April 29 - June 07, 2014

Galerie PARIS-B is proud to present the world premier of Chinese filmmaker Wang Bing’s photographic work. Having achieved international renown with his first film, the epic West of the Tracks (2004), and fame with his historical fiction The Ditch (the surprise film at the Venice festival in 2010), Wang Bing does extreme cinema. He makes films of incredible length (up to 9 hours!), tackles radical subjects and creates images with a harsh aesthetic that approaches the cruel reality, but with honesty and gentleness, and even empathy.

Born in 1967 in Shaanxi, a province in central China, Wang Bing first studied photography in Shenyang before taking cinema classes in Beijing. Very recently, he has returned to his first passion: between 2013 and 2014, Wang Bing realized a series of photographs taken on the sites of two former full-length films, and also during the shooting of his latest film, Father and Sons.

Galerie Paris-Beijing had the pleasure of supporting the artist in this project and co- producing these new works, which will be exhibited in part at the Pompidou Center, where a retrospective of his cinematic work will take place from 14th April – 26th May.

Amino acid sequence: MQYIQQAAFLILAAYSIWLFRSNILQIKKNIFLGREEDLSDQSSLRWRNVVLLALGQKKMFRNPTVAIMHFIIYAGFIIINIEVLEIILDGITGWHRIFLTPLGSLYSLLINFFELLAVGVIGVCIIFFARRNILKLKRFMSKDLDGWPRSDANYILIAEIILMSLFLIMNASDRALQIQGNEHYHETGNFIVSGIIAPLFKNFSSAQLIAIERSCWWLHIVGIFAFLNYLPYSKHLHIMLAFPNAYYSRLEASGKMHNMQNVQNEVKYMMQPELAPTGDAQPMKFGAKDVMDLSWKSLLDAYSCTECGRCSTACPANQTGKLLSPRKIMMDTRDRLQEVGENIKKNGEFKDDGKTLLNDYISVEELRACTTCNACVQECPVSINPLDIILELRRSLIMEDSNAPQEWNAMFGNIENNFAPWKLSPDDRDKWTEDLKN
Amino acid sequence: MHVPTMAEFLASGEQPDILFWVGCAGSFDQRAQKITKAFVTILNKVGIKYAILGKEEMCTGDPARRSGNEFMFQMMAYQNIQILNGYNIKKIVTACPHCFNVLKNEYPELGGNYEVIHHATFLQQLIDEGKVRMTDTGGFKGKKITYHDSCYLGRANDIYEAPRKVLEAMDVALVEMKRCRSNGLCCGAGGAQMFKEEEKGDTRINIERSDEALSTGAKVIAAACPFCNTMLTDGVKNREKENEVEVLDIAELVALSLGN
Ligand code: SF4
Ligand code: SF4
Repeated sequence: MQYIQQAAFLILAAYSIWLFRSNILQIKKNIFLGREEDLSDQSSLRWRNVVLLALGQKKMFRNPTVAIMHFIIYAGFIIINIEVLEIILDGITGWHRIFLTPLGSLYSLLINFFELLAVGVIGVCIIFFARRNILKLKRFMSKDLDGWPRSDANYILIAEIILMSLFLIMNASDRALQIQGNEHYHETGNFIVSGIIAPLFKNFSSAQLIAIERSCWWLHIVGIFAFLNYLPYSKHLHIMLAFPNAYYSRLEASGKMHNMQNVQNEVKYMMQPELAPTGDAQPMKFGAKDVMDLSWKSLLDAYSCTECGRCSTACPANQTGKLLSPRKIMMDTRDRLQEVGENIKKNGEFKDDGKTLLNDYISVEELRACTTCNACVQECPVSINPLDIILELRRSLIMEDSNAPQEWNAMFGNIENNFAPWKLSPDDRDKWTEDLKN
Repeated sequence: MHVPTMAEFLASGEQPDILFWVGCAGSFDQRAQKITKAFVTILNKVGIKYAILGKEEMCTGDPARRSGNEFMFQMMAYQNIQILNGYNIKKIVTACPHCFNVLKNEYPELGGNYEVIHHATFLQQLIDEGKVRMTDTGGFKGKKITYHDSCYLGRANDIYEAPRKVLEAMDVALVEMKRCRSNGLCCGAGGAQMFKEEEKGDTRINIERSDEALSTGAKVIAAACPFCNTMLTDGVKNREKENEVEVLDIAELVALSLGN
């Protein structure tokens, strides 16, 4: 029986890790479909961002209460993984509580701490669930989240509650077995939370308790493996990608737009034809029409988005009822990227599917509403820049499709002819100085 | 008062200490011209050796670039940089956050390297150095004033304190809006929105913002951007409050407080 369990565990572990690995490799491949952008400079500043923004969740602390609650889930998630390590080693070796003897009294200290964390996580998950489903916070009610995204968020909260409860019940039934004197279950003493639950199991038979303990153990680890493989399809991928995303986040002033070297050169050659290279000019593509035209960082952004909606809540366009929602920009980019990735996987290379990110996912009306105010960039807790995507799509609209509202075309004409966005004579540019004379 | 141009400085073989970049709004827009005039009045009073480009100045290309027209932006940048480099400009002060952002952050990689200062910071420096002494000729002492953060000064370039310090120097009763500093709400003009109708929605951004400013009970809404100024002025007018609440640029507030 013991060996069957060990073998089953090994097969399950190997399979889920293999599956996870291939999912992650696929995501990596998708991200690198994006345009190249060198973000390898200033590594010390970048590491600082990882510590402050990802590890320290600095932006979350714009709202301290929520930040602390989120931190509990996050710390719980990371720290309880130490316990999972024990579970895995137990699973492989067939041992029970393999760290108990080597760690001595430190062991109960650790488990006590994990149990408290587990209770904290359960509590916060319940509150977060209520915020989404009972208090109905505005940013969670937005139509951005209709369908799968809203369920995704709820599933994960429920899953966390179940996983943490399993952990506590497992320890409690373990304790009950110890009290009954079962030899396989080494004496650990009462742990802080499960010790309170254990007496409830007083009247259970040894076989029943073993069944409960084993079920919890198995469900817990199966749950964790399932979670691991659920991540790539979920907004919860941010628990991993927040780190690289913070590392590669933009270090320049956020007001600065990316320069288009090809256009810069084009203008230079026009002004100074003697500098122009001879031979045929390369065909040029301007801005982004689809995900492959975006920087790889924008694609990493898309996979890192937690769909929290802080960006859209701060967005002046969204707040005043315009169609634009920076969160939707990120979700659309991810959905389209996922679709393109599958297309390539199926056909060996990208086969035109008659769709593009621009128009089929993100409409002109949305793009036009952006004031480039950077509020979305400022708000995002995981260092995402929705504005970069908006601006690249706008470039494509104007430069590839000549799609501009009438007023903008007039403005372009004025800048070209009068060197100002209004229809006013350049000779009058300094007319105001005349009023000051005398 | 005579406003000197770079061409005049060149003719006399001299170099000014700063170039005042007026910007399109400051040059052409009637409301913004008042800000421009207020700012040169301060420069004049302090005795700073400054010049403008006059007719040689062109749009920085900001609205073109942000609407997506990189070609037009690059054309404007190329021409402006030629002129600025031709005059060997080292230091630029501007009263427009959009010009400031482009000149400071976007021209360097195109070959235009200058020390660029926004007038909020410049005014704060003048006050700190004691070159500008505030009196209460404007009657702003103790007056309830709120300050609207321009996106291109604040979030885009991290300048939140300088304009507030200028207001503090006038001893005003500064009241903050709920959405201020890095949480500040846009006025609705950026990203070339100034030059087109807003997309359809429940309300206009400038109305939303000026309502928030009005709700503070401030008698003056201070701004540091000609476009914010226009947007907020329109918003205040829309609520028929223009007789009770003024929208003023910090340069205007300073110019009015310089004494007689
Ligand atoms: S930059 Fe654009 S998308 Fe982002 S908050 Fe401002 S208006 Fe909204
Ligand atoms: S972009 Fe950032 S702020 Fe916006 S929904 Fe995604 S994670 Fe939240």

As an extension of the event and exhibition at the Pompidou Center, Galerie Paris- Beijing is showing two new photographic series for the first time: The Man With No Name (2013) and Father and Sons (2014).

In the first series, Wang Bing has retraced the footsteps of the silent hero that he followed into the depths of the Chinese steppes in 2006 for a documentary on his daily life in the margins of society. For the second series, he filmed and photographed the miserable life of Cai, a stonemason, and his two sons in the desolate suburbs of a lost city in the mountains of Yunnan. The unreleased film Father and Sons will also be projected at the gallery for the duration of the exhibition.

Wang Bing shows us a world and a humanity in ruins, the other side to the coin of China’s triumphal march towards material prosperity: “We must show the problems of contemporary China,” he says, “the hypocrisy of this system where economic growth obscures a material and spiritual impoverishment that affects millions of people.”